Following the Goldberg trail from Gould to Lang Lang; Measha Brueggergosman and Edwin Huizinga on face to face collaboration in strange times; diggings into dance as FFDN keeps live alive; "Classical unicorn?" - Luke Welch reflects on life as a Black classical pianist; Debashis Sinha's adventures in sound art; choral lessons from Skagit Valley; and the 21st annual WholeNote Blue Pages (part 1 of 3) in print and online. Here now. And, yes, still in print, with distribution starting Thursday October 1.
FEATURE DISCOVERIES ALONG THE GOLDBERG TRAIL ADAM SHERKIN Growing up Canadian, Torontonian and a pianist, the spirit of J.S. Bach’s Goldberg Variations, as transmuted by Glenn Gould, was ever within my reach. Indeed, for a time, Bach’s masterful set of variations was inextricably linked with Gould, for Canadian and international fans alike. As for me, I was born in the year that Gould died, sharing the same dozen square miles of Toronto for less than six months before his premature death at age 50, in <strong>October</strong> of 1982. Bach and his keyboard music hovered in the air for many of my generation. At age ten, I had studied the piano for more than five years, and my teacher at the time professed her intense – and seemingly irrational – dislike for all things Gould, (even the lion’s share of his Bach recordings). She, like many immediate contemporaries who knew him personally and scorned his eccentric disposition, proclaimed that little of the late great pianist’s discography was worth listening to. “However,” she conceded, “a handful of recordings remain on the highest order of interpretive genius. His Goldbergs are seminal, you must discover them for yourself – but only the 1955 recording!” “What about the later, 1981 Goldbergs?” I mused to myself. No matter. To the library I went for the 1955 Gould Goldbergs. Beyond the initial awe and insight at the cosmic explication Gould commands on this recording, I was struck that day by a sense of place – a rightness of order or sonic identity – that seemed to be somehow Canadian. True, this was Bach für alle: Bach for all ears that would be lent to it from all corners of the globe, but its origins were oddly local. Yes I know Gould made that seminal 1955 record in New York City at the Columbia Records 30th Street Studio, but his art, muse and sensibility came from elsewhere, from up north. Suffused with the voice of Bach, how could such musical utterance as Gould’s belong to just one city or country? How does a nation – a collective or an individual even – lay claim to an artist like Gould? How do we honour him and emulate his craft? How close might we get before his essence eludes us? In the more than 25 years since that first day I heard Gould play the Goldbergs, I’ve sought elucidation, a solution or some clue to this state of identity. Gould’s spectral footsteps outwit us constantly. He came amongst us but never lingered long. He followed pathways from different planes, singing tunes from alternate dimensions. The Goldbergs were, it seems, his beginning and his end. A stabilizing force in his life, air under artistic wings spread wide, they launched his performing career. Repaying Bach handsomely, Gould often returned, almost devotionally, to the work. It is through tracing this committed relationship to such a canonic masterstroke, that the trail begins to appear. One can track the residual energy left behind. Much like the Large Hadron Collider creating new, traceable particles that dissipate in highly complex ways as they traverse space, leaving recordable streaks of light now dancing, now repelling, we can pick up the path Gould and his Goldbergs traced, by connecting its points of musical light. Numerous artists, world-wide, have approached the grail that is Bach’s Goldberg Variations since Gould, lining up to scale the music’s “Everest-like” heights – a perfect musical fusion of an external challenge and an internal quest. And for us Canadians? We adore Bach and we adore Gould – at least most of us! – along with those fans from many other corners of the world. Here in Toronto, we have the benefit of knowing those who knew him. We can still eat scrambled eggs in a booth at Fran’s Restaurant (although Gould’s local Fran’s is no longer with us). We can drive past Wawa, Ontario and think of his love for the North – for the idea of North. We hear the opening Goldberg Aria vividly in our dreams and in waking hours, sometimes unexpectedly. It is music that captured the world’s imagination, but the hearts of Canadians. It was Eric Friesen, in 2002, who first suggested this tune to serve as an unofficial national anthem. No artist I know ever approaches the Goldbergs without extreme reverence. There are those who grow up with the work as constant companion. Some, like Simone Dinnerstein, emulate Gould in proving themselves to be up to the mighty task of expressing something wholly new in their performances. Others arrange it for non-keyboard instruments, such as string quartet or the harp (harpist Parker Ramsay’s recently released Goldbergs recording is in fact reviewed by Terry Robbins in this issue’s Strings Attached). And then there are those like my harpsichord teacher at the Glenn Gould School, the brilliant Charlotte Nediger, who steadfastly refused to perform these variations in public (despite multiple requests for her to do so), humbled, she would say, by its greatness and its formidable 8 | <strong>October</strong> <strong>2020</strong> thewholenote.com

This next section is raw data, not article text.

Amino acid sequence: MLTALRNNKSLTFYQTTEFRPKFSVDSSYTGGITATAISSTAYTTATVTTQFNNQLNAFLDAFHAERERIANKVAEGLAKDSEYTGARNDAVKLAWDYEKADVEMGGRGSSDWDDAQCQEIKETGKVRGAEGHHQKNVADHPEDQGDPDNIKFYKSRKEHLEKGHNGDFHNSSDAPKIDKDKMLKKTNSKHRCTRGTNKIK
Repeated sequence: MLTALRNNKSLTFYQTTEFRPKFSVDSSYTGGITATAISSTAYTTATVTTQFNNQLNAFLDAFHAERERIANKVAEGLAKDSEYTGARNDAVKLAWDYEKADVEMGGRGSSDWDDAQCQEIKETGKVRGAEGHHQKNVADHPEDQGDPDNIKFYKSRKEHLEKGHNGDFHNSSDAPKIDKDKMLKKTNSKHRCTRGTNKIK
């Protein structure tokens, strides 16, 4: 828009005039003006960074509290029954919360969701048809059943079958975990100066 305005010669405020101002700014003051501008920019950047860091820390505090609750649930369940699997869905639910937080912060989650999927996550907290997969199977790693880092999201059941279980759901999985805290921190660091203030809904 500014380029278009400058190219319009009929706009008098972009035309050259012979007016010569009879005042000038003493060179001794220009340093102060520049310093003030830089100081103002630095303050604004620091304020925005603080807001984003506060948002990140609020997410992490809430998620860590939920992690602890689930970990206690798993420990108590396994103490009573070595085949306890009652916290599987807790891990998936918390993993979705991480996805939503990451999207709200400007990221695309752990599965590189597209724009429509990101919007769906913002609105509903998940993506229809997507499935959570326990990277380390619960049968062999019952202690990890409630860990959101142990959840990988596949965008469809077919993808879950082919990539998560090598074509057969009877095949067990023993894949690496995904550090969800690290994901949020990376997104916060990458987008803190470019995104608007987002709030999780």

KANNAMMA A CONCERT OF THANKSGIVING PRESENTED BY THE Toronto Mendelssohn Choir OLE CHRISTIANSEN Top: Angela Hewitt, Bottom: David Jalbert March 21: harpsichordist Charlotte Nediger played the Goldberg Aria for #TafelmusikTogether. You can still listen to it online! roster of past interpreters. Nediger reserved for herself a place so sacrosanct for this music that its appreciation was a purely private affair: a communion of sorts with Bach and Bach alone. Her steadfast refusal struck me at the time as being wholly Canadian in its reverence for this music, deferring to a performance tradition that Gould started, now inherited by pianists such as Angela Hewitt and David Jalbert, and a seemingly endless succession of others seeking to ascend its heights. (The WholeNote has, to date, reviewed 22 recordings of the Goldbergs, more than any other work.) An extraordinary aspect of Bach’s Goldberg Variations is the way it adapts itself to the interpreter at hand – the individual experience of this music converges with the collective one: a formidable interpretive, intellectual and technical task for any musician, but also demanding personal expression, in a sense entwining the performer who is playing them. Indeed, This aspect of the journey – or the epic Everest climb – was an integral part of the Goldbergs and their legacy, even before Gould’s 1955 rendering. (Consider Landowska, Rudolf Serkin, Tureck and Kirkpatrick’s early recordings.) It is the work’s invitation to make it an individual statement that still has us lining up as musicians to ascend its heights, and perhaps plant a flag there that some collective other will claim as their own. See Lang Lang on the Goldberg trail, page 50 Join us online for a concert of songs of thanks, gratitude and love that span several centuries, multiple genres and disciplines, and cross cultures. The TMC is joined by 20 guest curator Suba Sankaran, musicians of the TSYO and TSO, a visual artist, a South Indian drummer, and an Odissi dancer for this online musical journey. TORONTO MENDELSSOHN CHOIR 21 SIMON RIVARD, CONDUCTOR SUBA SANKARAN, GUEST CURATOR SATURDAY, OCTOBER 10, <strong>2020</strong> AT 8:00 PM www.livestream.com/tmchoir/kannamma TWO MORE <strong>2020</strong> CONCERTS REMEMBRANCE DAY with guest curator Andrew Balfour FESTIVAL OF CAROLS A TMC holiday tradition www.tmchoir.org This is a free online concert event. Please donate to the TMC in support of our online programming. Photo of Supriya Nayak by Ed Hanley thewholenote.com <strong>October</strong> <strong>2020</strong> | 9